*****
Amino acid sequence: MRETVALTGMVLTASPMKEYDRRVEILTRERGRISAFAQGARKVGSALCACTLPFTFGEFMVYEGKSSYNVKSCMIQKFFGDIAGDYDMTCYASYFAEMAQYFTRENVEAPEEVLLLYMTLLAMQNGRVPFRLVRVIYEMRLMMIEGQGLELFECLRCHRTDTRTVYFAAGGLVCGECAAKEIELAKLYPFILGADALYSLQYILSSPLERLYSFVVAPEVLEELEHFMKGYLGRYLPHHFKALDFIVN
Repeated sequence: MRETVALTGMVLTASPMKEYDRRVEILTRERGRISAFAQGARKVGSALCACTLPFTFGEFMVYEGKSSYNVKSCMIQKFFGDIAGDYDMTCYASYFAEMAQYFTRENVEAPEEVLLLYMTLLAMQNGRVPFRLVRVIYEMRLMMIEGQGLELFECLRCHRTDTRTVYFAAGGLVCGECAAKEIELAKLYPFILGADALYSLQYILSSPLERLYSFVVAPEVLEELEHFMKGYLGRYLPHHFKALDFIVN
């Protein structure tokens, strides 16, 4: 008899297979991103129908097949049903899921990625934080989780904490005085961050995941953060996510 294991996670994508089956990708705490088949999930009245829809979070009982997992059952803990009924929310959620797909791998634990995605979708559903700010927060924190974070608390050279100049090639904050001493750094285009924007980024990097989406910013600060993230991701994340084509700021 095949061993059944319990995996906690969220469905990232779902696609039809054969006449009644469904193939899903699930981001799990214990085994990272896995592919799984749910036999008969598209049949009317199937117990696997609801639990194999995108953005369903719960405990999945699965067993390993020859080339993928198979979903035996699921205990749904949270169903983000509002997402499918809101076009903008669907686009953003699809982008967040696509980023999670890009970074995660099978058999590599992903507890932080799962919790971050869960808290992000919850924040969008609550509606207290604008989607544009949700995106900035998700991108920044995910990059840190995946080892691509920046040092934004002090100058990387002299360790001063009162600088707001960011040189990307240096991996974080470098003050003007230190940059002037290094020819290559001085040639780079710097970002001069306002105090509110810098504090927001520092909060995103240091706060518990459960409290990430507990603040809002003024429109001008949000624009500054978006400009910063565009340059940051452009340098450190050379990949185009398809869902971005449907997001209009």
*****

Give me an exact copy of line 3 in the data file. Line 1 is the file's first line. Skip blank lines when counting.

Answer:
């Protein structure tokens, strides 16, 4: 008899297979991103129908097949049903899921990625934080989780904490005085961050995941953060996510 294991996670994508089956990708705490088949999930009245829809979070009982997992059952803990009924929310959620797909791998634990995605979708559903700010927060924190974070608390050279100049090639904050001493750094285009924007980024990097989406910013600060993230991701994340084509700021 095949061993059944319990995996906690969220469905990232779902696609039809054969006449009644469904193939899903699930981001799990214990085994990272896995592919799984749910036999008969598209049949009317199937117990696997609801639990194999995108953005369903719960405990999945699965067993390993020859080339993928198979979903035996699921205990749904949270169903983000509002997402499918809101076009903008669907686009953003699809982008967040696509980023999670890009970074995660099978058999590599992903507890932080799962919790971050869960808290992000919850924040969008609550509606207290604008989607544009949700995106900035998700991108920044995910990059840190995946080892691509920046040092934004002090100058990387002299360790001063009162600088707001960011040189990307240096991996974080470098003050003007230190940059002037290094020819290559001085040639780079710097970002001069306002105090509110810098504090927001520092909060995103240091706060518990459960409290990430507990603040809002003024429109001008949000624009500054978006400009910063565009340059940051452009340098450190050379990949185009398809869902971005449907997001209009």